Orthostatic Tremor Rating Scale Project

Orthostatic Tremor Rating Scale Project

Dr. Peter Bain, faculty member of Imperial College of Medicine, requests help from orthostatic tremor (OT) patients worldwide in assessing the severity and effects of OT. Dr. Bain’s rationale is the OT scale could be used for measuring the efficacy of specific treatments, and/or testing for new medicines. This project is a great opportunity to help Dr. Bain in “constructing a scale” for a disabling tremor whose response to drug treatment is overall unsatisfactory.

OT is a tremor that shares some overlap with essential tremor (ET), sparking constant debates as to whether OT is a subtype of ET. The best way to describe OT is feeling unsteady when standing, but feeling relieved when sitting or walking. The frequency of OT tremor is 13-18Hz in comparison to the average 6-8Hz frequency of ET. OT is not necessarily confined to the lower limbs. OT can appear in the arms, and head and trunk tremors can affect a small percentage of OT patients. Professionals argue that the presence of the upper limb tremor in OT defines it as a variant of ET, but the difference in frequencies, the poor response to the first-line ET agent Propranolol, a higher mean age of onset (51.4), the predominance of more females, and a weak association with inheritance, suggest OT is a separate and unique tremor. Tremor Action Network has referred USA OT patients to Gloria with the OT Resource, and collaborates internationally with the National Tremor Foundation that has a UK POT Support Group. If you have been diagnosed with OT please consider becoming involved in the OT project by responding directly to Dr. Bain’s letter, either by email or written correspondence. Dr. Bain’s request for your participation is as follows:


I am currently trying to construct a scale for assessing the SEVERITY of orthostatic tremor (OT) and its EFFECTS on patients with OT. Consequently, I would greatly appreciate help from people who suffer from OT.


The reasons for constructing a clinical rating scale for OT are that the scale could be used to:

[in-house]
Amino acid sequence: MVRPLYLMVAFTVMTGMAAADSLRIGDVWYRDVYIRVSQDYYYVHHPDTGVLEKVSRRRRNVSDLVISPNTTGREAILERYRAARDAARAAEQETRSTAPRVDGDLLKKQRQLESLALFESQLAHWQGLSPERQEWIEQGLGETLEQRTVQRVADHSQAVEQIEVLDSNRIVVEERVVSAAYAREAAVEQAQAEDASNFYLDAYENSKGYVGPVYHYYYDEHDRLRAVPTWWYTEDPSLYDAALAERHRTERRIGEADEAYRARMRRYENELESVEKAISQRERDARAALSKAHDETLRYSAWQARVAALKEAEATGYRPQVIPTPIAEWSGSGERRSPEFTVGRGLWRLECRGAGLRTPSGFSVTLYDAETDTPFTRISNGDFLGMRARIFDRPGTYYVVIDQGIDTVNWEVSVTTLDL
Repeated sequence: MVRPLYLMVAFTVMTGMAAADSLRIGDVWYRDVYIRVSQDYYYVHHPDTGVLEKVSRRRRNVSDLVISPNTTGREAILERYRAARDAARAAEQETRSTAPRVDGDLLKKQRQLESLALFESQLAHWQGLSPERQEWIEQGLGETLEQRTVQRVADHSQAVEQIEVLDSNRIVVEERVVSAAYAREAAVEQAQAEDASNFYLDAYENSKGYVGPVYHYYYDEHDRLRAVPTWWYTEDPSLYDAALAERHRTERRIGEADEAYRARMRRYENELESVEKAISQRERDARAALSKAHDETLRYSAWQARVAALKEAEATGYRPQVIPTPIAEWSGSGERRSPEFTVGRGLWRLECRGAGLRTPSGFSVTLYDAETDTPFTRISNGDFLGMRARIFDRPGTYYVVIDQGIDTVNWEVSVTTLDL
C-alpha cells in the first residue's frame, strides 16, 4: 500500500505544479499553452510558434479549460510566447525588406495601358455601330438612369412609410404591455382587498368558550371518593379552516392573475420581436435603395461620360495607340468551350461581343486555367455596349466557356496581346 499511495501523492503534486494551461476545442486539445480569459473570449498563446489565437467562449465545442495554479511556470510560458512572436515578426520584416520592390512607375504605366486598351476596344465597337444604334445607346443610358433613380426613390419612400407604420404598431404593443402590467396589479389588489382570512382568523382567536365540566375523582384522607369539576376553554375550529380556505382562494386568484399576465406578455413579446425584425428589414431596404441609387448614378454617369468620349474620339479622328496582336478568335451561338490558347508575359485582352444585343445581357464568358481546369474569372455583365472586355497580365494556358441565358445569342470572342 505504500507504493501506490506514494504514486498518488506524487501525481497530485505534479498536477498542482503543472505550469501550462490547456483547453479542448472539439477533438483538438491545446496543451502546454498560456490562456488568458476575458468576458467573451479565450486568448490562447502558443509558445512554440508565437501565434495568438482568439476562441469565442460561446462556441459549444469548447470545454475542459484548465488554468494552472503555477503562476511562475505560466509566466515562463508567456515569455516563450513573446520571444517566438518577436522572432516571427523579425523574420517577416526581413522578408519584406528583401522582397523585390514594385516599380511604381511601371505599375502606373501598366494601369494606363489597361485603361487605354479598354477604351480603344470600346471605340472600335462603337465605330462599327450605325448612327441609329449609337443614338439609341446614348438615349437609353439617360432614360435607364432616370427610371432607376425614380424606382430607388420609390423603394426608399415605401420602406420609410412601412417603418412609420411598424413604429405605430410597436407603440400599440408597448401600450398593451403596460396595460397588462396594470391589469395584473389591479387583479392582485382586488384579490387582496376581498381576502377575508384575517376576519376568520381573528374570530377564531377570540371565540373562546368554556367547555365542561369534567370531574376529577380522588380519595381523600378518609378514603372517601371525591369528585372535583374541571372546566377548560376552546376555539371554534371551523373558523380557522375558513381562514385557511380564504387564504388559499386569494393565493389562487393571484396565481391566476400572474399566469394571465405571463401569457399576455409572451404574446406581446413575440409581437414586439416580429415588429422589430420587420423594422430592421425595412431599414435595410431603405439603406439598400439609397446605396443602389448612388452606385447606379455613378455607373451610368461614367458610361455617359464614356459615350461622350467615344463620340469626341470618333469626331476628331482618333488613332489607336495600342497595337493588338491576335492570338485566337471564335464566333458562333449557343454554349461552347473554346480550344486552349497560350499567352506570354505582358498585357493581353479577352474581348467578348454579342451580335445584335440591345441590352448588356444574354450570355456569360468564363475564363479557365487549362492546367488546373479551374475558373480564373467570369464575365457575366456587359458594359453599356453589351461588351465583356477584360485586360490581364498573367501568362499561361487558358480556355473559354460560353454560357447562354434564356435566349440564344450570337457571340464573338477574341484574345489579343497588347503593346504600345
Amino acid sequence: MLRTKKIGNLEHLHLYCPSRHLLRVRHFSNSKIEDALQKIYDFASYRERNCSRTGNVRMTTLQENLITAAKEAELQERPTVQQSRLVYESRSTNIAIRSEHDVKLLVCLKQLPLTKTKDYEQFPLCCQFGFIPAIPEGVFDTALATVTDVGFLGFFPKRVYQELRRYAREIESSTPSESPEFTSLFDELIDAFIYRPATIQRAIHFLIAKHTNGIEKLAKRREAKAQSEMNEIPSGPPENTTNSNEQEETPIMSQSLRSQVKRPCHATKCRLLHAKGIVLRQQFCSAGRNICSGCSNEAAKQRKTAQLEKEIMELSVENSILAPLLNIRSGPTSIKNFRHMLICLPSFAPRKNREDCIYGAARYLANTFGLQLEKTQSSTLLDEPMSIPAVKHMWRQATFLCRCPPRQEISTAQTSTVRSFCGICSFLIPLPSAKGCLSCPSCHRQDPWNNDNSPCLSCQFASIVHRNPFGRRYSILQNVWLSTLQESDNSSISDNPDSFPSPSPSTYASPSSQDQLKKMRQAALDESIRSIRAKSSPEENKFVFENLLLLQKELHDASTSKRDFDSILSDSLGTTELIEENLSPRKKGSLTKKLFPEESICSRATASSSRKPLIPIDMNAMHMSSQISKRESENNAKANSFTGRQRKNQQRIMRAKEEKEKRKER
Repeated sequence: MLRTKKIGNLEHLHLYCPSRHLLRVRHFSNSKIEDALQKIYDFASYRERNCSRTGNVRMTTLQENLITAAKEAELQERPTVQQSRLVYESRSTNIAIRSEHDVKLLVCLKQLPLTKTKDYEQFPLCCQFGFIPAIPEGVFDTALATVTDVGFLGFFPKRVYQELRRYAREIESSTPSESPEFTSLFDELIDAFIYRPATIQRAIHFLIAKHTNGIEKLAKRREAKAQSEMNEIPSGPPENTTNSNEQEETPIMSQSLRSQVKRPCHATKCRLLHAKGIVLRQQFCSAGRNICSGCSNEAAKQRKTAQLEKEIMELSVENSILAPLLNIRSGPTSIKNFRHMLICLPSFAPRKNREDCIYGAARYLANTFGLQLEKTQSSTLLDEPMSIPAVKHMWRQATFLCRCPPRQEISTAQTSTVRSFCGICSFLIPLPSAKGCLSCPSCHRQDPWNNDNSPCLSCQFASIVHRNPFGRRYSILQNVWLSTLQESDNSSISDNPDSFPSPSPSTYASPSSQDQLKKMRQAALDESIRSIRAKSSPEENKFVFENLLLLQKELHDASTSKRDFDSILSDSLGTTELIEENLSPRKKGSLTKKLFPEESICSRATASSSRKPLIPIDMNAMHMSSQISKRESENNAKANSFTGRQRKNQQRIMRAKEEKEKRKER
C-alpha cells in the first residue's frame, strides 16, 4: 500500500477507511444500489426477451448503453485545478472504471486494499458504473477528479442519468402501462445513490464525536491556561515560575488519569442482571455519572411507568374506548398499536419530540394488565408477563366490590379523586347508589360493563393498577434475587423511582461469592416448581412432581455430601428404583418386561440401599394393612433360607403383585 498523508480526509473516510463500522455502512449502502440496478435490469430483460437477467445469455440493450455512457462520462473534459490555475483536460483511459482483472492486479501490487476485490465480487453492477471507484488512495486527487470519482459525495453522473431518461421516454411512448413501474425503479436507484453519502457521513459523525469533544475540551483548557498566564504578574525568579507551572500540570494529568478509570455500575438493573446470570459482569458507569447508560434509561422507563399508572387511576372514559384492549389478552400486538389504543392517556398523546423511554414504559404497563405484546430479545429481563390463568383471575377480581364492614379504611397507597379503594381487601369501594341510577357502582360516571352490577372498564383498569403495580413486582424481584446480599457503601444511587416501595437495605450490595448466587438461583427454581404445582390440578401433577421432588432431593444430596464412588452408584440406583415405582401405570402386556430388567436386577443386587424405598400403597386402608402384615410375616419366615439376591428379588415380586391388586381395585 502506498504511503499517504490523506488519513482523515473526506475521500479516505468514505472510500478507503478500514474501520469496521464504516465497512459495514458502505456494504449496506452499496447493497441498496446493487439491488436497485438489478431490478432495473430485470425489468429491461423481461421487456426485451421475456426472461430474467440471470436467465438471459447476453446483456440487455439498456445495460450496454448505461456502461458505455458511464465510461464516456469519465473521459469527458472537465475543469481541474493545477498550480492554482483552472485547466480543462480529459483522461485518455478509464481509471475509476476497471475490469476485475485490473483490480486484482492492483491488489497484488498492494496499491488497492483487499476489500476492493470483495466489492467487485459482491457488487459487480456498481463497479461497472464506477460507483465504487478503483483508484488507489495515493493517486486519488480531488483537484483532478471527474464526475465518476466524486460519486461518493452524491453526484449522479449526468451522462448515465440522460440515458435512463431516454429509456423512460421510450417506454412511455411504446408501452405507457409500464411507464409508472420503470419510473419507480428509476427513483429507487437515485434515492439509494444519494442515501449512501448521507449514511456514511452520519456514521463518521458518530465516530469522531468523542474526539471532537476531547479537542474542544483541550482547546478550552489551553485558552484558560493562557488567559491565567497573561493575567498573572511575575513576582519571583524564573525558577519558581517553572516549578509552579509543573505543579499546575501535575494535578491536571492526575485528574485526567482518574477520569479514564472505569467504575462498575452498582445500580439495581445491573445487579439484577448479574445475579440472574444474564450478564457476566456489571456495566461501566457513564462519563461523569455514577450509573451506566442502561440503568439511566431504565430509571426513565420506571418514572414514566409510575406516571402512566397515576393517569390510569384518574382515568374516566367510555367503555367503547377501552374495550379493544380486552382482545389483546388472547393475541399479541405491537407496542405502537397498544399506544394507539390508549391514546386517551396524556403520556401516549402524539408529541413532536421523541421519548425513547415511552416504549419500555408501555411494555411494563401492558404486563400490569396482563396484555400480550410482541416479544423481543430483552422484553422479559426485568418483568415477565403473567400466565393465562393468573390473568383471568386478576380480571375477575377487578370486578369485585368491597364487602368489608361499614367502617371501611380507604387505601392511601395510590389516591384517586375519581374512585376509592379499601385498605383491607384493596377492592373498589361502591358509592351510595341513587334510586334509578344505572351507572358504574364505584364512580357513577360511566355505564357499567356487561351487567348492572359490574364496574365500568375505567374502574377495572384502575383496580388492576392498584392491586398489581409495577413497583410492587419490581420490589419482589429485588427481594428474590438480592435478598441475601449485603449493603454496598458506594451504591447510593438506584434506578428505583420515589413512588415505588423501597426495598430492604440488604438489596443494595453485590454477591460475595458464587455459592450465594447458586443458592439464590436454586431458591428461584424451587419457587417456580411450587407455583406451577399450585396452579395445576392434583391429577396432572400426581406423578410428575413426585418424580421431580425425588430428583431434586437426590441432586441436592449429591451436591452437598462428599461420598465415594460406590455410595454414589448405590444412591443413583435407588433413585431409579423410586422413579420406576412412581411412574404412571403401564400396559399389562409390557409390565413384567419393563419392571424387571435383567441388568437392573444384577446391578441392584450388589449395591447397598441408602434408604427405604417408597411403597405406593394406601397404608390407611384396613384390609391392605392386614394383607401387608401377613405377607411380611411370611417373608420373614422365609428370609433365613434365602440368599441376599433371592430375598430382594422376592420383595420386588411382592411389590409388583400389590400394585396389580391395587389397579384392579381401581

1. Document the severity of OT and its effect on the person with OT at clinic appointments, so that the doctor and patient with OT can be confident that a specific treatment is helping.
  2. Measure the severity of OT and its effects on the patient, so that new medicines can be tested for OT and the effects measured and ideally compared with other medicines.

Assess the Natural Evolution of OT in Each Patient:

Can you help? If from your experience with orthostatic tremor you have noticed ways in which you can tell it has got worse or better, even temporarily, please would you email or send a letter to Dr Peter Bain explaining what you have noticed. This information would be invaluable for constructing an OT Clinical Rating Scale which we would then test for reliability and validity. Examples: For example, you may have noticed that:

  1. You cannot stand still for so long when your OT is severe.
  2. Your legs get cramp when standing.
  3. Your hands might shake as well.

PLEASE send in your suggestions as every piece of information is in valuable for creating an OT clinical Rating Scale. Please write to or Email Dr Peter Bain at: Dr Peter Bain Department of Neurology Charing Cross Hospital London W6 8RF Email: [email protected] Thank you for your help with this project. Yours faithfully, Dr Peter Bain MA MD FRCP Consultant Neurologist

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